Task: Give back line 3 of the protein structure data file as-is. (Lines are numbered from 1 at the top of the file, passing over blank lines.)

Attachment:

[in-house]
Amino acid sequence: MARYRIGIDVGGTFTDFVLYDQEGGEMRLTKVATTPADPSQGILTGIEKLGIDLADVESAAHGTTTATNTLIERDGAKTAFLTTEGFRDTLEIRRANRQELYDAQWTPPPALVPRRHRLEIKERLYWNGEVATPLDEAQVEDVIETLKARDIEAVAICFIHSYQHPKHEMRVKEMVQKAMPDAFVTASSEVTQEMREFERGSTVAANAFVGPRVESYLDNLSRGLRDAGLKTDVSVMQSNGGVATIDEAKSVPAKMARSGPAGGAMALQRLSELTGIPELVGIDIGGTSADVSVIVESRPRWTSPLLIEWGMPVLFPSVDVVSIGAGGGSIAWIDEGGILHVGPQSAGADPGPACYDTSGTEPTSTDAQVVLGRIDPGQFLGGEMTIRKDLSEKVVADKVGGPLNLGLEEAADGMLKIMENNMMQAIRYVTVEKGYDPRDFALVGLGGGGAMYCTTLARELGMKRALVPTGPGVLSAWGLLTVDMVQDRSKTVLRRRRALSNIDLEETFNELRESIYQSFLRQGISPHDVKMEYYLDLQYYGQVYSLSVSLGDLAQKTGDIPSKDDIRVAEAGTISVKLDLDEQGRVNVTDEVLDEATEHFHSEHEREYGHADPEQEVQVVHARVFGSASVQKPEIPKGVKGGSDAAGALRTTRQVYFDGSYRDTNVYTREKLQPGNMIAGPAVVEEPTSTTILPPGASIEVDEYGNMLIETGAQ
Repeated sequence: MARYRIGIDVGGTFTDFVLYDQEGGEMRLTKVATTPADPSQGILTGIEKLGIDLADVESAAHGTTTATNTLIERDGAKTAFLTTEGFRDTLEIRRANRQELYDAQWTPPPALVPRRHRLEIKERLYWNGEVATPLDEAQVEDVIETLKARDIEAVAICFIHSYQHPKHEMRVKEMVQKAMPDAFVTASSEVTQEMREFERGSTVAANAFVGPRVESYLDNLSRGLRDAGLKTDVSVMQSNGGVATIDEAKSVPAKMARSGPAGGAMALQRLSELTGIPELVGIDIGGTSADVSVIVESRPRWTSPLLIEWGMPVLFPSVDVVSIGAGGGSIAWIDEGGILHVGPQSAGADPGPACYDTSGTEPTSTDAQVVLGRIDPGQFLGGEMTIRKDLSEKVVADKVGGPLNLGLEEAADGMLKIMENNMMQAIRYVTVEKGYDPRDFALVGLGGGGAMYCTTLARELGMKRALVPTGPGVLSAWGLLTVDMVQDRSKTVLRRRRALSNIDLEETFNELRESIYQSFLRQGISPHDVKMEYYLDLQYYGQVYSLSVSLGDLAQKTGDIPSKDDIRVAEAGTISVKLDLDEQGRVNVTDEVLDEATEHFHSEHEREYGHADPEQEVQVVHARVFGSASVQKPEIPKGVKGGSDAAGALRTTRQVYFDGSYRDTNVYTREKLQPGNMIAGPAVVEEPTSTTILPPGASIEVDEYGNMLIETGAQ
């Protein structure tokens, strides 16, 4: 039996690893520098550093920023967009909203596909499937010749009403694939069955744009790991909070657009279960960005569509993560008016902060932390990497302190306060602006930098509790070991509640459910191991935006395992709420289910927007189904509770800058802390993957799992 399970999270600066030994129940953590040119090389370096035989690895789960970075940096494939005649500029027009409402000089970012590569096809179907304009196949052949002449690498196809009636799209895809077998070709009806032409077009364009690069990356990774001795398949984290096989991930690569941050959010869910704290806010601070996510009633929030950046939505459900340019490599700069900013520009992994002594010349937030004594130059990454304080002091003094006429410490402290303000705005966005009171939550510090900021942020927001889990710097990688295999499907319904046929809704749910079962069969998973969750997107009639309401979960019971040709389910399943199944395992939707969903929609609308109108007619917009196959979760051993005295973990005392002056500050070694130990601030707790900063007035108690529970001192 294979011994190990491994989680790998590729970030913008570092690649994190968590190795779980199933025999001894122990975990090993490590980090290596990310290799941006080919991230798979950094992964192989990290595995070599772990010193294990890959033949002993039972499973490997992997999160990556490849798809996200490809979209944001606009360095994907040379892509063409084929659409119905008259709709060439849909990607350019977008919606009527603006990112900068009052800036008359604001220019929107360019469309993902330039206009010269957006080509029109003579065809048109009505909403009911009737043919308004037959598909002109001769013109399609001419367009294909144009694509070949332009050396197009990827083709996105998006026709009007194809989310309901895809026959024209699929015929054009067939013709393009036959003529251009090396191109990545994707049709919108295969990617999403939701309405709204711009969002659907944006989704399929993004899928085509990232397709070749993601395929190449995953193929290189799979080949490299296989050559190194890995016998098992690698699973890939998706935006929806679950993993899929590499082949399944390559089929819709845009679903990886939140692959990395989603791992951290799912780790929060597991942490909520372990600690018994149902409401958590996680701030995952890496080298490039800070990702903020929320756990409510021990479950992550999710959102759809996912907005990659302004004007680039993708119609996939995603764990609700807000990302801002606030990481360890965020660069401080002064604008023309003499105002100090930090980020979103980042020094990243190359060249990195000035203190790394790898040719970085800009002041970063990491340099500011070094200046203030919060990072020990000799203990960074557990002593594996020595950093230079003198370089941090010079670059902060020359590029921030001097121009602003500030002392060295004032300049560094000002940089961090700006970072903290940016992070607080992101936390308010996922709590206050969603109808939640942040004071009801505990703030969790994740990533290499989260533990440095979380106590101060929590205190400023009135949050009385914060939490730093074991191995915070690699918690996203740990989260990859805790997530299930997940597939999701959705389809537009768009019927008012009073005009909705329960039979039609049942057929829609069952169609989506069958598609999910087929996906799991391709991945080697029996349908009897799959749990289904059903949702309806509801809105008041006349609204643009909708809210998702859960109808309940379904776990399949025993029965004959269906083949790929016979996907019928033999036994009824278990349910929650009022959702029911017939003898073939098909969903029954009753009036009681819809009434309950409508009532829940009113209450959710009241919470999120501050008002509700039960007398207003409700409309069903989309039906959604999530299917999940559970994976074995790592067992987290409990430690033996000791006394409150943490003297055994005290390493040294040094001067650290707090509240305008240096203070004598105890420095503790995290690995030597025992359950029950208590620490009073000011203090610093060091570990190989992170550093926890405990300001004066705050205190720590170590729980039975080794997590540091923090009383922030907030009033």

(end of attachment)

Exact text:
Repeated sequence: MARYRIGIDVGGTFTDFVLYDQEGGEMRLTKVATTPADPSQGILTGIEKLGIDLADVESAAHGTTTATNTLIERDGAKTAFLTTEGFRDTLEIRRANRQELYDAQWTPPPALVPRRHRLEIKERLYWNGEVATPLDEAQVEDVIETLKARDIEAVAICFIHSYQHPKHEMRVKEMVQKAMPDAFVTASSEVTQEMREFERGSTVAANAFVGPRVESYLDNLSRGLRDAGLKTDVSVMQSNGGVATIDEAKSVPAKMARSGPAGGAMALQRLSELTGIPELVGIDIGGTSADVSVIVESRPRWTSPLLIEWGMPVLFPSVDVVSIGAGGGSIAWIDEGGILHVGPQSAGADPGPACYDTSGTEPTSTDAQVVLGRIDPGQFLGGEMTIRKDLSEKVVADKVGGPLNLGLEEAADGMLKIMENNMMQAIRYVTVEKGYDPRDFALVGLGGGGAMYCTTLARELGMKRALVPTGPGVLSAWGLLTVDMVQDRSKTVLRRRRALSNIDLEETFNELRESIYQSFLRQGISPHDVKMEYYLDLQYYGQVYSLSVSLGDLAQKTGDIPSKDDIRVAEAGTISVKLDLDEQGRVNVTDEVLDEATEHFHSEHEREYGHADPEQEVQVVHARVFGSASVQKPEIPKGVKGGSDAAGALRTTRQVYFDGSYRDTNVYTREKLQPGNMIAGPAVVEEPTSTTILPPGASIEVDEYGNMLIETGAQ